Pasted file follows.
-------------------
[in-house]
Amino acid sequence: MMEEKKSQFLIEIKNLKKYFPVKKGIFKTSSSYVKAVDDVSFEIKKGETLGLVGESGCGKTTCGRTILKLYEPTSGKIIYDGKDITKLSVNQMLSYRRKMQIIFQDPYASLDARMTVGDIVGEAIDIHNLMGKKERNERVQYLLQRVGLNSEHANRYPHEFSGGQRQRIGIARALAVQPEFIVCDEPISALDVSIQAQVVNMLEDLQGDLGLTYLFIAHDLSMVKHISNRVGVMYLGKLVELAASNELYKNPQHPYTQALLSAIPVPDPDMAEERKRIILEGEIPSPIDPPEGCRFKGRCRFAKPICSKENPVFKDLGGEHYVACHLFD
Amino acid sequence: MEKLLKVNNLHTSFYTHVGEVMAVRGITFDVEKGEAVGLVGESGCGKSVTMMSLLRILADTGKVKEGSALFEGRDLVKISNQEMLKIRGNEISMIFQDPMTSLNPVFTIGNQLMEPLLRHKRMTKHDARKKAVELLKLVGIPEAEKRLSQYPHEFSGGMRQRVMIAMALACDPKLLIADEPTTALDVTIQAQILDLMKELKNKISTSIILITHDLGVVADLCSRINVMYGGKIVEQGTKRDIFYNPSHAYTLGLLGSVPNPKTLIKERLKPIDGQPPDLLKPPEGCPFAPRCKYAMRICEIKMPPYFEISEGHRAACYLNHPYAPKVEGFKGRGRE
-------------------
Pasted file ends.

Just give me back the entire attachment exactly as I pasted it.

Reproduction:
[in-house]
Amino acid sequence: MMEEKKSQFLIEIKNLKKYFPVKKGIFKTSSSYVKAVDDVSFEIKKGETLGLVGESGCGKTTCGRTILKLYEPTSGKIIYDGKDITKLSVNQMLSYRRKMQIIFQDPYASLDARMTVGDIVGEAIDIHNLMGKKERNERVQYLLQRVGLNSEHANRYPHEFSGGQRQRIGIARALAVQPEFIVCDEPISALDVSIQAQVVNMLEDLQGDLGLTYLFIAHDLSMVKHISNRVGVMYLGKLVELAASNELYKNPQHPYTQALLSAIPVPDPDMAEERKRIILEGEIPSPIDPPEGCRFKGRCRFAKPICSKENPVFKDLGGEHYVACHLFD
Amino acid sequence: MEKLLKVNNLHTSFYTHVGEVMAVRGITFDVEKGEAVGLVGESGCGKSVTMMSLLRILADTGKVKEGSALFEGRDLVKISNQEMLKIRGNEISMIFQDPMTSLNPVFTIGNQLMEPLLRHKRMTKHDARKKAVELLKLVGIPEAEKRLSQYPHEFSGGMRQRVMIAMALACDPKLLIADEPTTALDVTIQAQILDLMKELKNKISTSIILITHDLGVVADLCSRINVMYGGKIVEQGTKRDIFYNPSHAYTLGLLGSVPNPKTLIKERLKPIDGQPPDLLKPPEGCPFAPRCKYAMRICEIKMPPYFEISEGHRAACYLNHPYAPKVEGFKGRGRE